The TaHoma hub is small and inconspicuous, yet still elegant. Image source: siegenia.com

The second system is called «Connexoon» and – like TaHoma – offers a hub which communicates with other accessories. I recommend this version if you’re a smart home beginner looking to create automated processes for your windows, entrances or terraces. You can connect up to 40 products to Connexoon, and you need a separate app for each area. So, if you’d like to make your blinds smarter, you need the Connexoon Window app (available for iOS or Android). The same applies to sun blinds or outdoor lighting for entrances such as doors and gates – Access (available for iOS or Android) – and terraces – Terrace (available for iOS or Android). These simple, logically structured apps help smart home newbies easily get to grips with simple automation and provide a gentle introduction to the smart home universe with two to three products.

The Somfy Connexoon hub is for smart home newbies. Image source: poweredblinds.co.uk
The Somfy Connexoon hub is for smart home newbies. Image source: poweredblinds.co.uk

What you’ll need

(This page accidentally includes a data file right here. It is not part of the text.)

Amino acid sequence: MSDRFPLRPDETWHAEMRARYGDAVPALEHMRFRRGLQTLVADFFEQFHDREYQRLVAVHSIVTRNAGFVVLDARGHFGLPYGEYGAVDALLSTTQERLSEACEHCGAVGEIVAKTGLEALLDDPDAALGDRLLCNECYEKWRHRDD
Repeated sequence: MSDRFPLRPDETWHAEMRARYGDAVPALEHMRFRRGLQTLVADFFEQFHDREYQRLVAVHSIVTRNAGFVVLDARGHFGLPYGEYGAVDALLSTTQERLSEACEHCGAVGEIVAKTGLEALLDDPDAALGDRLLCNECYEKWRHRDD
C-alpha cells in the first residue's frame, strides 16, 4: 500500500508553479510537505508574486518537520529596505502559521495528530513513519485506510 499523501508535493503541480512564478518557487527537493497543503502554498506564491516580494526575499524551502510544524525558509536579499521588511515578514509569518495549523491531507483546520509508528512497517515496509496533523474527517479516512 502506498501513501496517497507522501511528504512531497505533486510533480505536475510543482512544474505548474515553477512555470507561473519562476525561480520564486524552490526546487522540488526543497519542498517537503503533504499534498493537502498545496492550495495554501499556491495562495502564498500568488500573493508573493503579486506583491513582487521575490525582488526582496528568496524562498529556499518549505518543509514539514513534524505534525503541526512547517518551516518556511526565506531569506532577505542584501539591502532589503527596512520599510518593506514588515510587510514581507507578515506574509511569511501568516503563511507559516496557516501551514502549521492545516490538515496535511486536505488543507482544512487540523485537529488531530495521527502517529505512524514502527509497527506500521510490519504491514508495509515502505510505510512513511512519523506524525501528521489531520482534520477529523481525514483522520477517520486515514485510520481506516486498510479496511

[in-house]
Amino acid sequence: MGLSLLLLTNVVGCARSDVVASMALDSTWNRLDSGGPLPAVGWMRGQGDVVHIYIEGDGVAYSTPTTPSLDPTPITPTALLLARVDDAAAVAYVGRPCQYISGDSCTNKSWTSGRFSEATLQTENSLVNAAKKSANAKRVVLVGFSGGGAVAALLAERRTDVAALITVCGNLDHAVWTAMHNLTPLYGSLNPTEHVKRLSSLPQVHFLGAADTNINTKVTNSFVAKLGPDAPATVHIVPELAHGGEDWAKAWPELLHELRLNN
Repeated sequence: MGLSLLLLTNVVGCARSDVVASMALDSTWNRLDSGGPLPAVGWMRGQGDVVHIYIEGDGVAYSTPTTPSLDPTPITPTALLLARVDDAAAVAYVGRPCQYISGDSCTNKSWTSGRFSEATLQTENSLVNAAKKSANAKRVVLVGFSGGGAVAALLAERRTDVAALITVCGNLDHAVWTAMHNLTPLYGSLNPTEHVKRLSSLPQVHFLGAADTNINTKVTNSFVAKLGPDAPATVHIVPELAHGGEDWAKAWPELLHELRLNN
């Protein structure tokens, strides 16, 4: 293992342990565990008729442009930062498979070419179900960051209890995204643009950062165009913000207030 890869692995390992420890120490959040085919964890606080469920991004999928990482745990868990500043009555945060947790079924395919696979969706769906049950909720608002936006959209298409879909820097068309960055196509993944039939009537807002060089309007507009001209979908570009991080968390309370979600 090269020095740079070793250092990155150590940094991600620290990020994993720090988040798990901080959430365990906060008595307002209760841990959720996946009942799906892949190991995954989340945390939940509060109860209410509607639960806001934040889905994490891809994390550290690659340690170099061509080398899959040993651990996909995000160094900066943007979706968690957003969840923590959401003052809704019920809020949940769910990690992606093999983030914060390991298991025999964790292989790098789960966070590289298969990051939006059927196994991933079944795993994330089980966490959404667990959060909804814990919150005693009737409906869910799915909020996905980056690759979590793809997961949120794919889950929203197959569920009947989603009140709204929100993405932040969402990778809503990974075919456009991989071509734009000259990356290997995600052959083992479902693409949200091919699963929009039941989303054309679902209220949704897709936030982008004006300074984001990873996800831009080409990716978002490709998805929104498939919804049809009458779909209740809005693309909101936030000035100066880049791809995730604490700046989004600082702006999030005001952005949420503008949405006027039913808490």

Without TaHoma or Connexoon – one of the two Somfy smart home hubs – nothing works. You need the hub to communicate and interact with the sensors. And it needs a free slot in your router and one in your power supply. Adding more products is relatively quick and easy with either the TaHoma Classic app or one of the three Connexoon apps. The TaHoma Classic app is available for both iOS and Android. The apps tell you what products are in use at a glance, and you can react to any error messages, alarms or break-ins and create automated routines. You also have remote access to your smart home when you’re out and about. In addition, thanks to compatibility with Apple HomeKit, Google Assistant and Amazon Alexa, you can combine your Somfy smart home products with other devices and smart homes that also support this standard. However, I believe and have experienced that products from the same manufacturer cause the least problems. However, as Somfy offers a really manageable product range, you’re not likely to have to look elsewhere for a well-equipped smart home.